File names and Unicode
Dealing with file names in a cross-platform application is not easy. A question about using a file name in
QString to create a new TagLib file came up on the TagLib development mailing list yesterday. The original problem was not related to Unicode, but after fixing one C++ issue, it ended up there. So, what was wrong?
QString represents an Unicode string. That is, an array of Unicode code-points. The issue is that on most UN*X platforms, filesystems are not aware of Unicode. File names are stored as an array of bytes. The filesystems don't care how are the bytes interpreted, but if applications want to display non-ASCII characters properly, they need to decode the bytes into Unicode. Since the filesystem itself doesn't know the encoding, it's necessary to look for the information somewhere else.
The user's locale is probably the first place to look. If the user uses some encoding for input/output, it's expectable that they use the same encoding for file names. This doesn't always have to be the case, so GNOME for example uses a special environment variable named
G_FILENAME_ENCODING. The problem is that all these solutions work globally for all filesystems. What if the main filesystem uses UTF-8 for everything, but the media player on which I sometimes upload files from Windows uses a different encoding? There is no way to tell applications that it should use CP-1250 for
/media/disk-1 and UTF-8 for everything else.
That's not everything though. Seeing broken characters is not nice, but not a blocking problem either. What if the application can't even read or write such files? That's a much larger issue. If the application is using Unicode to store file names, but it can't properly decode/decode the name, it won't be able to access the file. The obvious solution is to ignore Unicode and just use byte arrays. This would work fine on UN*X, but new problems will show up if you are trying to write a cross-platform application. To be able to access all files on Windows, you have to do the exact opposite. You have to work with Unicode. On Mac you also have to work with Unicode, but it's even more interesting, because the filesystem will do Unicode normalization for you. There is no solution that works in all cases on all platforms.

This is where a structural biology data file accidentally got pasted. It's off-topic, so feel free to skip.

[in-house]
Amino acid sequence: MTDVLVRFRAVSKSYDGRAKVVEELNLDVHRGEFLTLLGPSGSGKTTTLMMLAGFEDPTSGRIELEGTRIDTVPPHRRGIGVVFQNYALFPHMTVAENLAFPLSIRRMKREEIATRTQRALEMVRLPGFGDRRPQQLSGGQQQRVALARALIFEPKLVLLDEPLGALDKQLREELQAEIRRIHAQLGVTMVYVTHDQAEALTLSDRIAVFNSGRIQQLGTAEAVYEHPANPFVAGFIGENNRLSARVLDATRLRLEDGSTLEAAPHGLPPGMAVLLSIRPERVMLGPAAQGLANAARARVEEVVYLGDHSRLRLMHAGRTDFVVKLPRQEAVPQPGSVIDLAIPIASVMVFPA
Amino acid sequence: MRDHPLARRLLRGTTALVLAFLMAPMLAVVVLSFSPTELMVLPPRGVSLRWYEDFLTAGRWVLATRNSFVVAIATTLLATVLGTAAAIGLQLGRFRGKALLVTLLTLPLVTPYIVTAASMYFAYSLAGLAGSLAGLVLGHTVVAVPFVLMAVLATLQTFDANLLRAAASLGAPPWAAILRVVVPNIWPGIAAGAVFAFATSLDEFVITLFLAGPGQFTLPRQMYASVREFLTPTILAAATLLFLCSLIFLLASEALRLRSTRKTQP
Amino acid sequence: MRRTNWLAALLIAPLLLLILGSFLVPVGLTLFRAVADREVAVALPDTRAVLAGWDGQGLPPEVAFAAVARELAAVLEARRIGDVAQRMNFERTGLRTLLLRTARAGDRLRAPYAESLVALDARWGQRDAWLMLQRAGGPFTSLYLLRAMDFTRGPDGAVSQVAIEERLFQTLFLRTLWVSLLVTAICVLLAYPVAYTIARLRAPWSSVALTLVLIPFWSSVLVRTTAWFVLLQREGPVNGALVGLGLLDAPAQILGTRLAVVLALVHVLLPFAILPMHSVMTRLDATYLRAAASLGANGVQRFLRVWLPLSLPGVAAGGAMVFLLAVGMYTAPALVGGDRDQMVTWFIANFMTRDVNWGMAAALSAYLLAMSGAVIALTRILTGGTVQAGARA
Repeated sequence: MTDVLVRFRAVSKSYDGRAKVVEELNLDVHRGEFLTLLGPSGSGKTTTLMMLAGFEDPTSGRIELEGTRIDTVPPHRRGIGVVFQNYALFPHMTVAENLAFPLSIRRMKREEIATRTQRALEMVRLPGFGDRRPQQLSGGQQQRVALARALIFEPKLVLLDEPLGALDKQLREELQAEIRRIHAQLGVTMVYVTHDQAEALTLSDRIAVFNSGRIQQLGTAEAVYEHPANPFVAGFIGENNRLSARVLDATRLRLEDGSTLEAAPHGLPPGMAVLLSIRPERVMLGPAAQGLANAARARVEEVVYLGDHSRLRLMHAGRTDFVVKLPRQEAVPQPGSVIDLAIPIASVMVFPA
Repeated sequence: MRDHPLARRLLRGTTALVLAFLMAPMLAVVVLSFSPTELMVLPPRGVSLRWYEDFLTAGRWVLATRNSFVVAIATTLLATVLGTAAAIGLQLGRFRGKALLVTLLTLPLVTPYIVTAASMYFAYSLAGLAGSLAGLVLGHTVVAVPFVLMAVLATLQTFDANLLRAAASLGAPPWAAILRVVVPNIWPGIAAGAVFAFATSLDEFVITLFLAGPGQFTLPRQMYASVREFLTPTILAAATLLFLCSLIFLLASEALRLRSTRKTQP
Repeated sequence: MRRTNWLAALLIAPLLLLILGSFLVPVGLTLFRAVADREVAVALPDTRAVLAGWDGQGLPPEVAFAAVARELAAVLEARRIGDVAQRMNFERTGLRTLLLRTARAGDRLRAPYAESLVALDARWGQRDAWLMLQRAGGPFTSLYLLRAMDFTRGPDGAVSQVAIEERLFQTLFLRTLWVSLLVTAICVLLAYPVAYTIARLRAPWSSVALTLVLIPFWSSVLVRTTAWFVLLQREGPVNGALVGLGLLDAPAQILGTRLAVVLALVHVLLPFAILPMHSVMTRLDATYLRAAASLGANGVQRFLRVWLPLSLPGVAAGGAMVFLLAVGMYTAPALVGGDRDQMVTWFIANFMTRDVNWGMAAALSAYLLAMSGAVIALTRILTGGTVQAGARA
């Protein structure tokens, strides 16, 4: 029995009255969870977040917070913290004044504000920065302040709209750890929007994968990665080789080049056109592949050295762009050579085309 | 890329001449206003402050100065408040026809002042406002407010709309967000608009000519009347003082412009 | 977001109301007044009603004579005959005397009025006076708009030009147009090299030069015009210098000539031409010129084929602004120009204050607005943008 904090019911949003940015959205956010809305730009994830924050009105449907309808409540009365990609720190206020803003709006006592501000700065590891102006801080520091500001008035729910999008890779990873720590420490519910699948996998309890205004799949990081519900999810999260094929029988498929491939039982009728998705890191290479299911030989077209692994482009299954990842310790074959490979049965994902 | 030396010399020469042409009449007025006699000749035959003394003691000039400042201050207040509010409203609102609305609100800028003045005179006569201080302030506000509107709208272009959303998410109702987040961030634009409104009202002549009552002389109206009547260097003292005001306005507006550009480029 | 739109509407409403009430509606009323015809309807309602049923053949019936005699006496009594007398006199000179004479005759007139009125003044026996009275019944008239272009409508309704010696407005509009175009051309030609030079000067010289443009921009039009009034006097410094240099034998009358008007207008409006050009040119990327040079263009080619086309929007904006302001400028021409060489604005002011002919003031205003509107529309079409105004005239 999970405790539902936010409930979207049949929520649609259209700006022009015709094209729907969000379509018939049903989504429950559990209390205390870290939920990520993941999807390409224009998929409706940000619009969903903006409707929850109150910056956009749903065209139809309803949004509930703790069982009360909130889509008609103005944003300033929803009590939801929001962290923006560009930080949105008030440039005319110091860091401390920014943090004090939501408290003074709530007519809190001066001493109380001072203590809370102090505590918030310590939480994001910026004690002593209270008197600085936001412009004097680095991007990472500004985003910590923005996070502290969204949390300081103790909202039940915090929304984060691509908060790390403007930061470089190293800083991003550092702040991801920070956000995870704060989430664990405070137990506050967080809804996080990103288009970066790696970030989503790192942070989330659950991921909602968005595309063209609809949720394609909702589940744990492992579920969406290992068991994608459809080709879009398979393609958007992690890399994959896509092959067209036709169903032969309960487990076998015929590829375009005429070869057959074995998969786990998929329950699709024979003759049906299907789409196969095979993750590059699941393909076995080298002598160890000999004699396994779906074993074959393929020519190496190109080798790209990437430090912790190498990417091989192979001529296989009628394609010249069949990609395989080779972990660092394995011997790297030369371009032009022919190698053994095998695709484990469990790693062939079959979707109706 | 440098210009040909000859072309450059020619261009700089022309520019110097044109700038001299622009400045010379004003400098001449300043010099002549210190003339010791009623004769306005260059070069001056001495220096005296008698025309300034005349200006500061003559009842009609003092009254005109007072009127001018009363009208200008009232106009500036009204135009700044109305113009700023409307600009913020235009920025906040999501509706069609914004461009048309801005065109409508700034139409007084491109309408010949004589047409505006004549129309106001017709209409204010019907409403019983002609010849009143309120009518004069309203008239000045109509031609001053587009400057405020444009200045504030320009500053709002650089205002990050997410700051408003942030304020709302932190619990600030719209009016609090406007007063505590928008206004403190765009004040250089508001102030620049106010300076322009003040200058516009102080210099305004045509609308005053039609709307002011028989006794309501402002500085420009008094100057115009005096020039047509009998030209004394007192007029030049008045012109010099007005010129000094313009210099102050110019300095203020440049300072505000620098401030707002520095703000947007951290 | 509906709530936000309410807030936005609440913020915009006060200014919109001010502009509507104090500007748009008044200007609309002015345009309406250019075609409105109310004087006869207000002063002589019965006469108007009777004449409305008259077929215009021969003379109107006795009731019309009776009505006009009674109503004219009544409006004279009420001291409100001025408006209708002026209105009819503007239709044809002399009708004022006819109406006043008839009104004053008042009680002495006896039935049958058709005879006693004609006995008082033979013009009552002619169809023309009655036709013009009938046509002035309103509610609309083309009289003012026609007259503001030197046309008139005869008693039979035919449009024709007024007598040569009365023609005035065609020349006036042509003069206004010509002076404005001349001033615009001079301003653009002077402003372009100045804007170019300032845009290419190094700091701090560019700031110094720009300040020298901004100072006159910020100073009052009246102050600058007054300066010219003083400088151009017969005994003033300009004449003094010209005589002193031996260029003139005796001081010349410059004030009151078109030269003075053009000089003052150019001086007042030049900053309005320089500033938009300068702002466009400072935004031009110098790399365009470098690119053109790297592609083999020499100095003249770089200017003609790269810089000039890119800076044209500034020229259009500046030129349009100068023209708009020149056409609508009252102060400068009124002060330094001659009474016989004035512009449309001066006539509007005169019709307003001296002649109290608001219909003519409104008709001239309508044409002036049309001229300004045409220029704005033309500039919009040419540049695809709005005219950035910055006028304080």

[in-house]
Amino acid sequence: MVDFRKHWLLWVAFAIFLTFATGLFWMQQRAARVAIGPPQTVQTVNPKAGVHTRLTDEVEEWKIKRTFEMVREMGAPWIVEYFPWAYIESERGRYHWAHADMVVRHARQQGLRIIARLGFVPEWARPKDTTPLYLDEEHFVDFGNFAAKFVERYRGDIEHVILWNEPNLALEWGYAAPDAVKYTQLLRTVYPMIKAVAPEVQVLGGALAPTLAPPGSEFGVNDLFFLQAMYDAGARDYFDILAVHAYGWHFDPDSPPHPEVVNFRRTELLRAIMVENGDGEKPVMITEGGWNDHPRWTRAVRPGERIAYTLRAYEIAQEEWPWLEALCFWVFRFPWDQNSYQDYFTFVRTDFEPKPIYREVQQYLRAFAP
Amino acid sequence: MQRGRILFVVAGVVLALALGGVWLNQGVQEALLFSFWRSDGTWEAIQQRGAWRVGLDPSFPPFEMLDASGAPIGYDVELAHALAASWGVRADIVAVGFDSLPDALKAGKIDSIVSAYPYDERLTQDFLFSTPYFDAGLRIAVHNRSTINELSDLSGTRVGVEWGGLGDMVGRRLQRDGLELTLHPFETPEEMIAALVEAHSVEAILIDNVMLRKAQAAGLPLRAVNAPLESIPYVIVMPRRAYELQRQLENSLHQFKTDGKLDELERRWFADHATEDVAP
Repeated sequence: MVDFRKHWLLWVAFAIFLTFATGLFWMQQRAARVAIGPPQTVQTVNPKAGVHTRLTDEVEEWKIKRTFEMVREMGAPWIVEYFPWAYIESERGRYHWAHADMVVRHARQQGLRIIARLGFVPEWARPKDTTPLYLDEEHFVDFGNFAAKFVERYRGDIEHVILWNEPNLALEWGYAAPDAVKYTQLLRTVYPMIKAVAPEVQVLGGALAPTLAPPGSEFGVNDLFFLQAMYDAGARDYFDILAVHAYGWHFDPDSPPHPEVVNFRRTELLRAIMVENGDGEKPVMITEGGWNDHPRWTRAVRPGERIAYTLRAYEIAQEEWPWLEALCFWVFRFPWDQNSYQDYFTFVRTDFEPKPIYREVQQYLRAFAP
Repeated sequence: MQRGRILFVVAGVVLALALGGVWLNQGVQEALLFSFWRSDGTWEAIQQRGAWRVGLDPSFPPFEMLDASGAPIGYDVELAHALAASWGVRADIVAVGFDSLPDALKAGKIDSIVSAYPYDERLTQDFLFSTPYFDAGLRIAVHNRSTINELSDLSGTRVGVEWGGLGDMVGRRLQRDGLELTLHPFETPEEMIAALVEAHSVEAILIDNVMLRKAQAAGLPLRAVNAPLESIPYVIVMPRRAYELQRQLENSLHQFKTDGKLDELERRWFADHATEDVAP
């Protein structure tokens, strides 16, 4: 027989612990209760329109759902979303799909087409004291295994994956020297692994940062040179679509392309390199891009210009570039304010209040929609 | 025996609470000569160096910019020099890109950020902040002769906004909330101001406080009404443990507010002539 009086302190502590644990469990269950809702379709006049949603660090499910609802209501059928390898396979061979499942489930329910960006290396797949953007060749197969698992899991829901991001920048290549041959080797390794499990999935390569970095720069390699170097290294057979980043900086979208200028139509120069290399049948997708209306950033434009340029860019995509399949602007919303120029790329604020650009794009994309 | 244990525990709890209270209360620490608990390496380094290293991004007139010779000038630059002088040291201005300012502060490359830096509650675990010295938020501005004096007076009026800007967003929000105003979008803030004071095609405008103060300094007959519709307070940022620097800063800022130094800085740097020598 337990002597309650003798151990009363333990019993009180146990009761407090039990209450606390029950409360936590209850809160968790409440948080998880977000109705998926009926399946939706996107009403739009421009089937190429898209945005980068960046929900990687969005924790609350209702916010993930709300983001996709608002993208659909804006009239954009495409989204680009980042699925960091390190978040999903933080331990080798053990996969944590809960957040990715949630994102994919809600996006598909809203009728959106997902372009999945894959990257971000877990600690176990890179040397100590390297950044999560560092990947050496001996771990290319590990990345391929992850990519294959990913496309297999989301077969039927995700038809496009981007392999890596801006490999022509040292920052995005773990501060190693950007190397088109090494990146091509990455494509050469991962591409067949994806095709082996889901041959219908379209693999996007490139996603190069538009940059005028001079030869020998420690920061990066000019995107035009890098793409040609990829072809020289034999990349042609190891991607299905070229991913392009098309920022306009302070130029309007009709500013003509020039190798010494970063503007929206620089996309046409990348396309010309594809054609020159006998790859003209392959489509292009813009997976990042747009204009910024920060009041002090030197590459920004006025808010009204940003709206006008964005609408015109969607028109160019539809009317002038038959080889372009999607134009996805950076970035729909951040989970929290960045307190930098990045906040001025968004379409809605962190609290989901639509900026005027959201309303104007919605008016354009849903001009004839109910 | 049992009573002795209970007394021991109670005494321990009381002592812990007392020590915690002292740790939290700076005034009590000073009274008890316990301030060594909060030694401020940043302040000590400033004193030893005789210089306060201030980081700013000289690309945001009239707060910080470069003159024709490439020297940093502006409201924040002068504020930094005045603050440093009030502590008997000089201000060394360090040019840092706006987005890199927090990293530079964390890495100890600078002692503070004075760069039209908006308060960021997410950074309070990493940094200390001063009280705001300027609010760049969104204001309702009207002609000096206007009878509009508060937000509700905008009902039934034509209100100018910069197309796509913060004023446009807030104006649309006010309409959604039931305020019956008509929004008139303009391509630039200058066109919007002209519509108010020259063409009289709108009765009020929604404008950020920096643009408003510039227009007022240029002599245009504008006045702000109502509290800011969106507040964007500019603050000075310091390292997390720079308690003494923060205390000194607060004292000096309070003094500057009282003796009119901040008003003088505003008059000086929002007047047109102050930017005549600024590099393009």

To summarize the situation:
- File names on UN*X are byte arrays. You don't know their encoding, you can only guess. It's safest to not treat them as Unicode. If you want to treat them as Unicode, use functions like
[g_filename_from_utf8()](http://library.gnome.org/devel/glib/unstable/glib-Character-Set-Conversion.html#g-filename-from-utf8)to do the guessing for you.
- File names on Windows are in Unicode. You can work with them using UTF-16.
- File names on Mac are in normalized Unicode. You can work with them using UTF-8, but you can't just save any Unicode. The filesystem will normalize it to NFD for you.
It's sad to say, but I think this is one area where Windows is the nicest platform to deal with.